πŸ“Œ Researchers claim in the Conversation that hosting the 2012 London Olympics and the headlined Β£2.2bn investment in school sports was in fact an investment into a host of dodgy keep-fit businesses.

πŸ“Œ Boris is still trying to decide whether he needs a new ethics advisor to replace the one who just quit.

πŸ“Œ Over to Toynbee Hall to discuss an upcoming advice clinic on the rising cost of living. It’s always a pleasure to step back into Victorian London. Our meeting took place in a room that was once a bedroom for do-gooding volunteers who came down from Oxford to help the needy of East London.

πŸ“Œ Guildhall Yard was thronged with freemasons in ridiculous heraldic costumes, just like a scene from Midsomer Murders.

πŸ“Œ Message from the Electoral Reform Society reports Unison as the latest big union to back proportional representation. Labour really has no excuse now in dragging its heels on this issue. How to make it work is another matter. PR systems were once a notorious hard-sell, but maybe not so now among a younger generation of voters conditioned to juggling permutations as they built their gaming skills.

SATURDAY 18 I knew I wasn’t the only one who thought Boris was using the war in Ukraine to deflect attention from his own crimes.

πŸ“Œ Someone on the radio reading a traffic report just interrupted themselves mid-sentence and said: “Sorry, I’m going to stop now. I haven’t written it down properly. I don’t know where the accident is.”

πŸ“Œ My wife started picking at my eyebrows. She said I had “a bit of Denis Healey going on”.

πŸ“Œ According to Marina Hyde, Labour leader Keir Starmer has “the feel of someone who’d ask for your informed consent before kissing you. You sense there’d be a waiver in the air.”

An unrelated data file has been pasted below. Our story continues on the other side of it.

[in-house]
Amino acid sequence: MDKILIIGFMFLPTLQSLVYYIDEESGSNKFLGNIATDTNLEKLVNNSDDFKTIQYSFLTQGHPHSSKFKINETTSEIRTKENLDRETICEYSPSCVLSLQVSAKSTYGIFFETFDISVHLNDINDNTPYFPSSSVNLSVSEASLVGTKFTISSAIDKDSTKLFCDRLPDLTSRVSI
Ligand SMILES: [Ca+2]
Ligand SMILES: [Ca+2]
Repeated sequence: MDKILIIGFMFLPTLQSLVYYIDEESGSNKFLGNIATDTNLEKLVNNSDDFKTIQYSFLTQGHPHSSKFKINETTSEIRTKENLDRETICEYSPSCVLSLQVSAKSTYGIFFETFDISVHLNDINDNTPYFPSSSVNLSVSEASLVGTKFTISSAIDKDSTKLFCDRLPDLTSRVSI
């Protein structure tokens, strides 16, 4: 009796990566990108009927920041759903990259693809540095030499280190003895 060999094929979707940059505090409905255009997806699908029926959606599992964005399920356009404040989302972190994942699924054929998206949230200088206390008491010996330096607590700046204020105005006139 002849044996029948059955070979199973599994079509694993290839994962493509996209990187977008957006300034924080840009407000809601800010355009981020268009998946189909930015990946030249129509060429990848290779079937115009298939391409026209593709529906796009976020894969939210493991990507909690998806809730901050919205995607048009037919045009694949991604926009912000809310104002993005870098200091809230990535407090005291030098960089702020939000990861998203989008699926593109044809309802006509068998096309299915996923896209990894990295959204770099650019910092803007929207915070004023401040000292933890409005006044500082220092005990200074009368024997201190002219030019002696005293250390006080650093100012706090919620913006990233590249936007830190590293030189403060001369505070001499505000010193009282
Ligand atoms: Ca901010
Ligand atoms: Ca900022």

πŸ“Œ At the AGM of our local residents’ association – so scantily attended as to resemble a cranky church meeting from The Vicar of Dibley – the treasurer proposed a letter of thanks to our outgoing Alderman. Amid lots of tittering and muttered swear words, a seconder could not be found and the proposal was withdrawn.

SUNDAY 19 I’ve just found out about an ancient local charitable foundation that appears to be feeding vast amounts of money to a single organisation in a neighbouring borough. Must look deeper.

πŸ“Œ My wife is showing me how to use a sewing machine. I say she is a bad teacher. She says I am a bad pupil.

πŸ“Œ MONDAY 20 The heat has obviously been a treat for bacteria because all of our bread had gone mouldly. Luckily there were some Greek flatbreads in the freezer.

πŸ“Œ Sam’s surrealist pictures really are up there with the best..

Crab on Car, by Sam Jevon

πŸ“Œ Had my first experience today of trying to buy something from the EU on Amazon only to be told I can’t.

TUESDAY 21 Listening to the radio interviews with rail bosses and union leaders you sense that a government determination not to resolve the current dispute is at the root of it all. Both sides seem to want modernisation, it’s how to get it that has become the political football. It obviously leads to further comparisons with Britain in the 1970s, and Boris obviously thinks there’s mileage in resurrecting the spirit of Maggie Thatcher. It might unite his party and save him for a while, but the rest of the country has moved on from those dark days.